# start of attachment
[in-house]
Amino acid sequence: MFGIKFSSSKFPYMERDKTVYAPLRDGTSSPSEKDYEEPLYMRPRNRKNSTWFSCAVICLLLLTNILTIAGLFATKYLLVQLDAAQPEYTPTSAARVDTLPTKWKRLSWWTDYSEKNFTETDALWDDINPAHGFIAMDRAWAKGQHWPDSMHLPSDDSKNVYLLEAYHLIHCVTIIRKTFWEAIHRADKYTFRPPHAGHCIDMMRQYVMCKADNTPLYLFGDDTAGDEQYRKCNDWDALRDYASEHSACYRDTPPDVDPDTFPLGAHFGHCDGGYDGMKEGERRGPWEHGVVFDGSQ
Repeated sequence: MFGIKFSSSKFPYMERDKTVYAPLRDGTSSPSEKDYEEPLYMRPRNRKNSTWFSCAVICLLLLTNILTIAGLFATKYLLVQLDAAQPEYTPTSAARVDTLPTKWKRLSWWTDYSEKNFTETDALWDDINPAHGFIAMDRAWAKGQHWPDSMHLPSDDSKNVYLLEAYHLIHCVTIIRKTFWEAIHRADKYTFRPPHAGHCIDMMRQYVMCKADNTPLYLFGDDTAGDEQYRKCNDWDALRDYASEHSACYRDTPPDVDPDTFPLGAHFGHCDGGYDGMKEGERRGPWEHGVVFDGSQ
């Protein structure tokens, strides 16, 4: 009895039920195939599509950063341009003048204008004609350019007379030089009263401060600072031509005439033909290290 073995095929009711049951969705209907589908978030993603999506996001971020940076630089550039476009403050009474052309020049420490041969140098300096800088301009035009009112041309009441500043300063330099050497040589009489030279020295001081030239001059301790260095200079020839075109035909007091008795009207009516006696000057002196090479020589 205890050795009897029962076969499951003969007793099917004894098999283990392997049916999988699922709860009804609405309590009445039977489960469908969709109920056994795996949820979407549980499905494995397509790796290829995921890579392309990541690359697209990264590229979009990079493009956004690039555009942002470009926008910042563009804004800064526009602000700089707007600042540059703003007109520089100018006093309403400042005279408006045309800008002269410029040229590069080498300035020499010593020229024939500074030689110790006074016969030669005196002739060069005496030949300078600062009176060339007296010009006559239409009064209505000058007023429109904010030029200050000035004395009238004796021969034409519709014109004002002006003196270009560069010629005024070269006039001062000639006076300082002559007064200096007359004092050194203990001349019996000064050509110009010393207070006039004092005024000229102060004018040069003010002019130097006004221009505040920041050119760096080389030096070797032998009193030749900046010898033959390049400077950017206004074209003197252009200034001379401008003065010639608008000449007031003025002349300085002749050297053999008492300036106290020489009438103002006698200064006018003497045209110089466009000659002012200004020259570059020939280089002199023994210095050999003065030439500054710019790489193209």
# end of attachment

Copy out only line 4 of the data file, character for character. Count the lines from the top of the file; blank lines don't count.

């Protein structure tokens, strides 16, 4: 009895039920195939599509950063341009003048204008004609350019007379030089009263401060600072031509005439033909290290 073995095929009711049951969705209907589908978030993603999506996001971020940076630089550039476009403050009474052309020049420490041969140098300096800088301009035009009112041309009441500043300063330099050497040589009489030279020295001081030239001059301790260095200079020839075109035909007091008795009207009516006696000057002196090479020589 205890050795009897029962076969499951003969007793099917004894098999283990392997049916999988699922709860009804609405309590009445039977489960469908969709109920056994795996949820979407549980499905494995397509790796290829995921890579392309990541690359697209990264590229979009990079493009956004690039555009942002470009926008910042563009804004800064526009602000700089707007600042540059703003007109520089100018006093309403400042005279408006045309800008002269410029040229590069080498300035020499010593020229024939500074030689110790006074016969030669005196002739060069005496030949300078600062009176060339007296010009006559239409009064209505000058007023429109904010030029200050000035004395009238004796021969034409519709014109004002002006003196270009560069010629005024070269006039001062000639006076300082002559007064200096007359004092050194203990001349019996000064050509110009010393207070006039004092005024000229102060004018040069003010002019130097006004221009505040920041050119760096080389030096070797032998009193030749900046010898033959390049400077950017206004074209003197252009200034001379401008003065010639608008000449007031003025002349300085002749050297053999008492300036106290020489009438103002006698200064006018003497045209110089466009000659002012200004020259570059020939280089002199023994210095050999003065030439500054710019790489193209």